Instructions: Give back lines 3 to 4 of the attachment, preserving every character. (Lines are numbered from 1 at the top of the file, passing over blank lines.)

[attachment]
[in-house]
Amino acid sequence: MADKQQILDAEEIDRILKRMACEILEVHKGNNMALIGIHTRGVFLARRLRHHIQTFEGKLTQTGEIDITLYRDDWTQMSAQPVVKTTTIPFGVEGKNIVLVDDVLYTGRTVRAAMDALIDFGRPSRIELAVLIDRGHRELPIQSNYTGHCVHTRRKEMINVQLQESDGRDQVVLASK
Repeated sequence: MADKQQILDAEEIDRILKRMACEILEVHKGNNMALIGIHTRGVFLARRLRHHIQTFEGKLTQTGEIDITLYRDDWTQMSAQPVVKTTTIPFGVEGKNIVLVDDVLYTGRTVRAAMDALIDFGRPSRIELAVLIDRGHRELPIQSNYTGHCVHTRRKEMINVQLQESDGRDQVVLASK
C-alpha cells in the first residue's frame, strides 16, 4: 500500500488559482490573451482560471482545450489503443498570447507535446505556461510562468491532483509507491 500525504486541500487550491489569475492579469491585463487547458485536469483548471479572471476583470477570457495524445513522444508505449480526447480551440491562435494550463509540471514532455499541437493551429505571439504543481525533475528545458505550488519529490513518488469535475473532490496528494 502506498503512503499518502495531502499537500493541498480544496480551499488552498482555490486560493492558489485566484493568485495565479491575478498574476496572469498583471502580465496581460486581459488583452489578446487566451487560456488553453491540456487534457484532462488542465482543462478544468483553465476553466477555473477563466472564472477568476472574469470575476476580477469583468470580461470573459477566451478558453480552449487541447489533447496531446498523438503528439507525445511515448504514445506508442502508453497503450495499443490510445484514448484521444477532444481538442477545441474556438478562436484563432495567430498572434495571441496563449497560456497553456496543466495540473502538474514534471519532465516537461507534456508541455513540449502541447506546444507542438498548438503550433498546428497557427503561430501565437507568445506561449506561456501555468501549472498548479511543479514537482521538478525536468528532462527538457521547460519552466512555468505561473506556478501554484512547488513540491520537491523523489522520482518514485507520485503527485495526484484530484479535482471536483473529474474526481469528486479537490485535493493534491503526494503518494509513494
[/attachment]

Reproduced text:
Repeated sequence: MADKQQILDAEEIDRILKRMACEILEVHKGNNMALIGIHTRGVFLARRLRHHIQTFEGKLTQTGEIDITLYRDDWTQMSAQPVVKTTTIPFGVEGKNIVLVDDVLYTGRTVRAAMDALIDFGRPSRIELAVLIDRGHRELPIQSNYTGHCVHTRRKEMINVQLQESDGRDQVVLASK
C-alpha cells in the first residue's frame, strides 16, 4: 500500500488559482490573451482560471482545450489503443498570447507535446505556461510562468491532483509507491 500525504486541500487550491489569475492579469491585463487547458485536469483548471479572471476583470477570457495524445513522444508505449480526447480551440491562435494550463509540471514532455499541437493551429505571439504543481525533475528545458505550488519529490513518488469535475473532490496528494 502506498503512503499518502495531502499537500493541498480544496480551499488552498482555490486560493492558489485566484493568485495565479491575478498574476496572469498583471502580465496581460486581459488583452489578446487566451487560456488553453491540456487534457484532462488542465482543462478544468483553465476553466477555473477563466472564472477568476472574469470575476476580477469583468470580461470573459477566451478558453480552449487541447489533447496531446498523438503528439507525445511515448504514445506508442502508453497503450495499443490510445484514448484521444477532444481538442477545441474556438478562436484563432495567430498572434495571441496563449497560456497553456496543466495540473502538474514534471519532465516537461507534456508541455513540449502541447506546444507542438498548438503550433498546428497557427503561430501565437507568445506561449506561456501555468501549472498548479511543479514537482521538478525536468528532462527538457521547460519552466512555468505561473506556478501554484512547488513540491520537491523523489522520482518514485507520485503527485495526484484530484479535482471536483473529474474526481469528486479537490485535493493534491503526494503518494509513494